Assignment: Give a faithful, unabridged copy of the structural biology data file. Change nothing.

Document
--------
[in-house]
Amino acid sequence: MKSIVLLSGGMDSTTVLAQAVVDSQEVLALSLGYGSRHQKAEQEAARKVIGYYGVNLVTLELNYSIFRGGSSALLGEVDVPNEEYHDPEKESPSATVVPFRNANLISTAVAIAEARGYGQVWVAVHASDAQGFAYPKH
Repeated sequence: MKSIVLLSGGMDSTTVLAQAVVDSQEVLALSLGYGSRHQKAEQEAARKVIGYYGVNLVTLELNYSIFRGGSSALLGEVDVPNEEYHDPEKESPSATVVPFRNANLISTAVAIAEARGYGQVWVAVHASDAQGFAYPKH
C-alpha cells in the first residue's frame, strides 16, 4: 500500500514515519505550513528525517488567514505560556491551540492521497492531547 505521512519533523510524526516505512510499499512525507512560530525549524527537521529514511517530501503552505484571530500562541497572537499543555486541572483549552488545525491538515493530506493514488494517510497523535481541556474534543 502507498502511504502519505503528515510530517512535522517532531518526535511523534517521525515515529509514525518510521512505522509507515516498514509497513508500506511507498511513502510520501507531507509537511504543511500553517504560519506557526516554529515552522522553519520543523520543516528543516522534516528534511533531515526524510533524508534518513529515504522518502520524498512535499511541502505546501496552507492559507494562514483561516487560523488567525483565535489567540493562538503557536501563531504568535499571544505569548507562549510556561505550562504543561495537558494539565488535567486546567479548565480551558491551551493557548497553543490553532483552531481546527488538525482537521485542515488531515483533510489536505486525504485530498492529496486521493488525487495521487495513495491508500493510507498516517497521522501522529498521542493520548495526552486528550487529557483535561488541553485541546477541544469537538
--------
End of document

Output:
[in-house]
Amino acid sequence: MKSIVLLSGGMDSTTVLAQAVVDSQEVLALSLGYGSRHQKAEQEAARKVIGYYGVNLVTLELNYSIFRGGSSALLGEVDVPNEEYHDPEKESPSATVVPFRNANLISTAVAIAEARGYGQVWVAVHASDAQGFAYPKH
Repeated sequence: MKSIVLLSGGMDSTTVLAQAVVDSQEVLALSLGYGSRHQKAEQEAARKVIGYYGVNLVTLELNYSIFRGGSSALLGEVDVPNEEYHDPEKESPSATVVPFRNANLISTAVAIAEARGYGQVWVAVHASDAQGFAYPKH
C-alpha cells in the first residue's frame, strides 16, 4: 500500500514515519505550513528525517488567514505560556491551540492521497492531547 505521512519533523510524526516505512510499499512525507512560530525549524527537521529514511517530501503552505484571530500562541497572537499543555486541572483549552488545525491538515493530506493514488494517510497523535481541556474534543 502507498502511504502519505503528515510530517512535522517532531518526535511523534517521525515515529509514525518510521512505522509507515516498514509497513508500506511507498511513502510520501507531507509537511504543511500553517504560519506557526516554529515552522522553519520543523520543516528543516522534516528534511533531515526524510533524508534518513529515504522518502520524498512535499511541502505546501496552507492559507494562514483561516487560523488567525483565535489567540493562538503557536501563531504568535499571544505569548507562549510556561505550562504543561495537558494539565488535567486546567479548565480551558491551551493557548497553543490553532483552531481546527488538525482537521485542515488531515483533510489536505486525504485530498492529496486521493488525487495521487495513495491508500493510507498516517497521522501522529498521542493520548495526552486528550487529557483535561488541553485541546477541544469537538